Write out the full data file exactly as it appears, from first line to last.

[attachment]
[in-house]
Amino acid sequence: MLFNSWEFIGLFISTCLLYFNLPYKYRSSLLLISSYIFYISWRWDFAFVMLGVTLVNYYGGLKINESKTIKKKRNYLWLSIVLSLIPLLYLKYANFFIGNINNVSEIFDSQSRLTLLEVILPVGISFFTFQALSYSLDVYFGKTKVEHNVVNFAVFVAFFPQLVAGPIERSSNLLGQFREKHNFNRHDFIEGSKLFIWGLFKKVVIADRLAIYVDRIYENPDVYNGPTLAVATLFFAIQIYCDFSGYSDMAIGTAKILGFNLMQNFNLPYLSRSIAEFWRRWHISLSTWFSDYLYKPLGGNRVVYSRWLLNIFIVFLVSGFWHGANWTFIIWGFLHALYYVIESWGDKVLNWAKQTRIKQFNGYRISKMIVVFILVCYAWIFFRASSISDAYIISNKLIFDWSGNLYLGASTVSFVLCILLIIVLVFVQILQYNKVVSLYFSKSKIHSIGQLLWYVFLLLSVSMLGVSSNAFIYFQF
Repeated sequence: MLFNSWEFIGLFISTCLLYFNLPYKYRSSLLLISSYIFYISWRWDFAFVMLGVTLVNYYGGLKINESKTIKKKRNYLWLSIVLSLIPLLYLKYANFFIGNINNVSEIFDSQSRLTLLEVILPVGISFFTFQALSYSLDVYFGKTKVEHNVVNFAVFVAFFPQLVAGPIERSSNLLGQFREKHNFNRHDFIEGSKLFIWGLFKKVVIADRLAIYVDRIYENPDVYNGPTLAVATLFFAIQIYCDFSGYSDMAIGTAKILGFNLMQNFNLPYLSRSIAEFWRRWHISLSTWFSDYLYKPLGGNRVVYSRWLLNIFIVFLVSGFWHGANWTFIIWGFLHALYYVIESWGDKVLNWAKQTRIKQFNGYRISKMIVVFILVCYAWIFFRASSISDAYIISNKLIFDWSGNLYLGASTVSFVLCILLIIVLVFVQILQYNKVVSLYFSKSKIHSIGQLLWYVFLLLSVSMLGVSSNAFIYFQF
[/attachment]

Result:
[in-house]
Amino acid sequence: MLFNSWEFIGLFISTCLLYFNLPYKYRSSLLLISSYIFYISWRWDFAFVMLGVTLVNYYGGLKINESKTIKKKRNYLWLSIVLSLIPLLYLKYANFFIGNINNVSEIFDSQSRLTLLEVILPVGISFFTFQALSYSLDVYFGKTKVEHNVVNFAVFVAFFPQLVAGPIERSSNLLGQFREKHNFNRHDFIEGSKLFIWGLFKKVVIADRLAIYVDRIYENPDVYNGPTLAVATLFFAIQIYCDFSGYSDMAIGTAKILGFNLMQNFNLPYLSRSIAEFWRRWHISLSTWFSDYLYKPLGGNRVVYSRWLLNIFIVFLVSGFWHGANWTFIIWGFLHALYYVIESWGDKVLNWAKQTRIKQFNGYRISKMIVVFILVCYAWIFFRASSISDAYIISNKLIFDWSGNLYLGASTVSFVLCILLIIVLVFVQILQYNKVVSLYFSKSKIHSIGQLLWYVFLLLSVSMLGVSSNAFIYFQF
Repeated sequence: MLFNSWEFIGLFISTCLLYFNLPYKYRSSLLLISSYIFYISWRWDFAFVMLGVTLVNYYGGLKINESKTIKKKRNYLWLSIVLSLIPLLYLKYANFFIGNINNVSEIFDSQSRLTLLEVILPVGISFFTFQALSYSLDVYFGKTKVEHNVVNFAVFVAFFPQLVAGPIERSSNLLGQFREKHNFNRHDFIEGSKLFIWGLFKKVVIADRLAIYVDRIYENPDVYNGPTLAVATLFFAIQIYCDFSGYSDMAIGTAKILGFNLMQNFNLPYLSRSIAEFWRRWHISLSTWFSDYLYKPLGGNRVVYSRWLLNIFIVFLVSGFWHGANWTFIIWGFLHALYYVIESWGDKVLNWAKQTRIKQFNGYRISKMIVVFILVCYAWIFFRASSISDAYIISNKLIFDWSGNLYLGASTVSFVLCILLIIVLVFVQILQYNKVVSLYFSKSKIHSIGQLLWYVFLLLSVSMLGVSSNAFIYFQF